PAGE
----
Master Plan Model
The pavilions were to be connected by buried exhibit and service links containing circulation, small animal exhibits, and graphic displays. Animal holding facilities were located at the perimeter of each pavilion, giving the animals direct access to indoor as well as outdoor exhibit areas arranged around the pavilions. The rolling land of the park was extended by the earthen berms shielding from view, the animal holding facilities at the perimeter of each pavilion, making the transition from park to pavilion as natural as possible.
A STRUCTURAL SOLUTION
The pavilions, though different in size, used a modular structural system developed by Weidlinger engineers Minhaj Kirmani and Steve Varga that was based on the geometry of circles and segments of circles. Each circular tent module was spanned by three segmented steel bands, curved to meet at their apex, 65 feet above the ground. Steel cables, stressed between the bands and the circular concrete base, supported a Teflon-coated membrane roof. The base of each tent is a 30 foot wide underground ring containing animal holding and service facilities. The roof of this circular area acted as a compression ring, and was designed as a partly open concrete truss, allowing for ventilation and natural light in these spaces.
This was designed as an all-weather zoo, where animals appear to live freely in their natural habitat in winter as well as in summer. Enhancing this naturalistic exhibit approach, the pavilions were conceived as “non-buildings,” minimalist background structures that provided weather protection, while allowing maximum transmission of natural light for the growth of the large variety of plant material located within the enclosed exhibition areas. Jerry Johnson conceived the foot path twists and turns to achieve maximum exhibition length, presenting the visitor with naturalistic features to confine views so that one cannot see other visitors in the distance. The exhibits were arranged to allow predators and prey to be seen together but safely separated by invisible barriers such as moats or glass panels. Zoo visitors are separated from animals by similar means, while birds fly freely throughout the pavilion.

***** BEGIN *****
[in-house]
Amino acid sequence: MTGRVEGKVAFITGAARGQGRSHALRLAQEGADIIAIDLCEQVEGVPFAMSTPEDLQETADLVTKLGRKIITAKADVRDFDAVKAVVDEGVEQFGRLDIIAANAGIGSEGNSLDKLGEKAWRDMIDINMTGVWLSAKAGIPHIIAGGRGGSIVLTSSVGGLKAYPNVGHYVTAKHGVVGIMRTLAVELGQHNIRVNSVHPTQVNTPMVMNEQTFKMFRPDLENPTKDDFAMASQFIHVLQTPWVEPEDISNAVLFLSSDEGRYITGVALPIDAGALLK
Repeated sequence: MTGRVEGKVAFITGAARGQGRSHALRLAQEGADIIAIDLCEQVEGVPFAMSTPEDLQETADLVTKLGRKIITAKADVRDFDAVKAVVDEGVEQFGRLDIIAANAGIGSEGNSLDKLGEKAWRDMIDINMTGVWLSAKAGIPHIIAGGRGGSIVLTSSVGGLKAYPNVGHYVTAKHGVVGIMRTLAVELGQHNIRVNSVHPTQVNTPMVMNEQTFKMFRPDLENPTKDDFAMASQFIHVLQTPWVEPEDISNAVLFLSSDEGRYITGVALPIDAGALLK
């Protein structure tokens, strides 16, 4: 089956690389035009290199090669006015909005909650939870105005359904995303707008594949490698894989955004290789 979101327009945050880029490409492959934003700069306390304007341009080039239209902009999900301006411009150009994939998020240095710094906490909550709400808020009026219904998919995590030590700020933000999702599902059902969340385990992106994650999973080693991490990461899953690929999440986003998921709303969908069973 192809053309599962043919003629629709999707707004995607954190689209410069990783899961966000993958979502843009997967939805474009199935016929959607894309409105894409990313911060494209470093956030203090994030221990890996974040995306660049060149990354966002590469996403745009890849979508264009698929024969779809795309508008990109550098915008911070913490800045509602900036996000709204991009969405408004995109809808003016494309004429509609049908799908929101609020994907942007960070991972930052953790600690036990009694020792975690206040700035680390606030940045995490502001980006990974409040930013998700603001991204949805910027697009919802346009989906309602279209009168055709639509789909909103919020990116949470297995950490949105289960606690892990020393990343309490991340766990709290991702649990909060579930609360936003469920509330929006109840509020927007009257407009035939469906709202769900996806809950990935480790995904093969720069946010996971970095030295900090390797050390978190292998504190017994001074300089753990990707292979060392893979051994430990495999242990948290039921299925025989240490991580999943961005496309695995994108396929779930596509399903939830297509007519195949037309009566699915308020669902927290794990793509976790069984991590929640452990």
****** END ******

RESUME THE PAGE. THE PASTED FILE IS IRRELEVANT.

Section through “The Veldt,” the largest of the four pavilions
Plan detail of the largest pavilion, showing animal holding areas at the perimeter ring and visitor circulation winding through the open exhibit space
Elaborate pen and marker illustrations were drawn by Frank Zaremba to help convey the features of the naturalistic exhibits.
Cosentini Associates, under Dick Leber’s leadership, was responsible the HVAC design. Major air handling was by way of large air supply ducts under the visitor’s foot path, and exhaust fans at the apex of the tent. Summer heat gain was dissipated mostly by natural convection through large operable roof panels at the top of the dome. Therefore no air conditioning was installed in the exhibit space. Much of the winter heat gain was retained within the mass of the naturalistic “landscapes,” contributing substantially to temperature stability during the night. And we think of “sustainability” as a recent phenomenon! As this was one of the few fabric structures that had been built at the time, with performance relatively unproven, the ventilation system was designed to create a slightly negative interior air pressure to stabilize the fabric roof in high winds. We now know that it has survived almost thirty years which is a testament to the engineering and fabric technology.
WHAT TOOK SO LONG
I have often wondered about the timeline—almost twenty years from conception to occupancy—and Frank Zaremba was able to offer three main causes for the delays: politics, money, and geology. Former Governor Michael Dukakis was a big proponent of the zoo. It moved mostly in sync with his three administrations: 1975-79 and 1984-91. The job was won in 1972 and the master plan cost estimate was 25 million dollars. The rampant inflation of the 1970’s would later make one pavilion cost almost that much. In 1978, with a phasing plan to build only the first pavilion and construction drawings nearly complete, geotechnical borings were taken on the site of the tropical forest pavilion, uncovering an underground river below. The depth of the tropical forest exhibit excavation would have been dangerously close to the river cavern so the idea was floated to switch the site with the desert pavilion since that exhibit was a mostly flat floor. This was how the project would proceed, but unraveling the integrated planning, exhibits, and site circulation of the master plan would impede further development. In 1985, with Dukakis newly elected to a second term, the project was revived and the drawings completed for the tropical forest pavilion on the desert pavilion site and construction began. The Tropical Rainforest Pavilion at the Zoo opened in 1989, shortly after I joined the firm. It would prove to provide a short term boost to zoo attendance, but the lack of a consistent funding stream, neighborhood challenges, and leadership changes leaves the zoo searching to find its footing among greater Boston attractions. Zoo New England, established in 1997 as a private corporation, is making progress with improved fund raising abilities and attention.
Giant rock formations of fiberglass reinforced concrete, with lush plantings and a generally humid atmosphere, recreate the ambiance of the rain forest. The visitors’ path and the landscapes are manipulated to make the building structure nearly invisible.
Photography and Graphics by DiMella Shaffer